Spring 2021 Bi-Co Theater Ensembles: Groundwork
Groundwork was a series of ensemble workshops, residencies, and showings by faculty and guest artists in theater and performance presented in the Spring 2021 semester. Led by Assistant Professor in Theater Catharine Slusar, Groundwork featured many guest directors and workshop leaders in one- or two-week workshops, some in-person, some remote. Members of the Theater Performance Ensemble classes had priority for these workshops, with some open individual workshops open to all Bi-Co students.
Associate Professor in Theater Catharine Slusar teaches many kinds of acting classes and directs students in Performance Ensemble courses. A Haas and Barrymore award-winning actor, Slusar is well-known to Philadelphia audiences through her work with Theater Exile, FringeArts, InterAct, and the Arden Theater, among others. Internationally, she has performed in Moscow, Norway, and France. As a director, she likes to play with extreme physicality and often works in several languages. Her research focuses on the power of the embodied mind and the transformation of our notion of self — socially, politically, and personally. She has a B.A. from Yale and an M.F.A. from Goddard.
Choicework® is a unique creative process originally designed to build character onstage, an exploration of identity that also serves the actor offstage.
Creator Forrest McClendon says, “This workshop is about race and racism — the difference between them, celebrating the former and confronting the latter.” An accomplished actor and singer described as “brilliant” by The New York Times and "fascinating and continually surprising" by Philadelphia Magazine, McClendon is a Tony® Award nominee, a Barrymore winner, and a Lunt-Funtanne fellow and is set to appear in Keenan Scott II’s Thoughts Of A Colored Man on Broadway when theaters reopen. He currently teaches as a guest artist at the Eugene O'Neill Theater Center.
Jessica Cerullo is the Artistic Director of the Michael Chekhov Association, the editor of its publication Chekhov’s Lessons for Teachers, and a featured actor in the ‘Master Classes in the Chekhov Technique’ video series. Her socially engaged work focuses on the embodied voice and is grounded in somatic and contemplative practices. She earned an M.F.A from Naropa University and is a graduate of the National Theater Institute and its Moscow Art Theatre Semester. Cerullo was a tenured professor in theater and dance at Whitman College from 2009 to 2020.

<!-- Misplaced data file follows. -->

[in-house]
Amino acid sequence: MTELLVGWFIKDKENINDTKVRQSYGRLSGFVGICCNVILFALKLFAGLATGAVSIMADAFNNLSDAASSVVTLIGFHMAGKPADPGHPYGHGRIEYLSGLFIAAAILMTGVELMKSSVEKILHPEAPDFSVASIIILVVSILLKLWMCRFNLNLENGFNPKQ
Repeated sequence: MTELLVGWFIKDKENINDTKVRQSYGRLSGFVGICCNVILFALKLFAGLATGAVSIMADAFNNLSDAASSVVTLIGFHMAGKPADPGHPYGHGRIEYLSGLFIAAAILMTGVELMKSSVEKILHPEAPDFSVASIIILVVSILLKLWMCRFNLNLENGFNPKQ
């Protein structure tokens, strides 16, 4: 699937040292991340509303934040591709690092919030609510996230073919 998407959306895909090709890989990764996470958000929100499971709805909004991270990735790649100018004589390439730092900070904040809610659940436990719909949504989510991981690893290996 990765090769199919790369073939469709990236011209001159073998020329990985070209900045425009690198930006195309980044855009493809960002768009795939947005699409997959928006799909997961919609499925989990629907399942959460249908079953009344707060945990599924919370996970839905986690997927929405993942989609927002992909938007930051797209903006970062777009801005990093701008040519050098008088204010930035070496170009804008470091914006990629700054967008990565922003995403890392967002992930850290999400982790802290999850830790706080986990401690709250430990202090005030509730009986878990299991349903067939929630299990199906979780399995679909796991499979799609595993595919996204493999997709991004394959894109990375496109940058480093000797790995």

A crankie is a storytelling art form. A scroll is wound onto two spools and then hand-cranked while a story is told, or a song is sung.
Eli Nixon (they/them) is a settler-descended transqueer clown who collaborates on imaginative interventions through cardboard constructionism, playwriting, and choreography. They have collaborated with Pig Iron Theater and Bread & Puppet and their work has been shared at St. Anne’s Warehouse and First Person Arts. A founder and co-facilitator of the Anti-Racism Working Group for White Parents at The Gordon School, they are a member of Art Equity’s 2019 cohort of artist-activists. Nixon has an M.F.A. in Writing for Performance from Brown and an M.F.A. in Interdisciplinary Art from Goddard.
Droznin Movement Technique: A Russian movement technique created by Andrei Droznin that incorporates dance, acrobatics, and mime to enhance and connect an actor’s mind and body.
Rachel Jett, faculty member at the National Theater Institute since 1998, is an alumnus of NTI, NTI-Advanced Directing, and the Moscow Art Theatre Semester. Jett, the first American aspirant to the master teacher of movement at Moscow's Vakhtangov Theater and one of few teaching practitioners of his method, has offered Droznin workshops at Julliard, Wheaton, Wellesley, and Smith. A lyricist/librettist, she was a 2006 Baryshnikov Fellow and a Stanislavsky Theater Studio company member. She recently appeared in The Body Artist at Abrons Arts Center and Duke University. Jett received an M.F.A. in Musical Theater Writing at NYU's Tisch School of the Arts.
Josh Lamon recently originated the role of ‘Sheldon’ and performed the role of ‘Barry’ in the Tony®-nominated musical The Prom. Previously, he originated the role of ‘Buster,' town mayor and keeper of the groundhog, in the Tony®-nominated musical Groundhog Day. Lamon is known for other scene-stealing work on and off Broadway in hits Finding Neverland, Hair, Into the Woods (opposite Amy Adams), Little Miss Sunshine, and A New Brain. He has appeared on hit shows 30 Rock and Inside Amy Schumer and played “Craigory” on Hulu’s Deadbeat. His first original musical Bloody Bloody Jessica Fletcher: Murder She Wrote Live! is in development.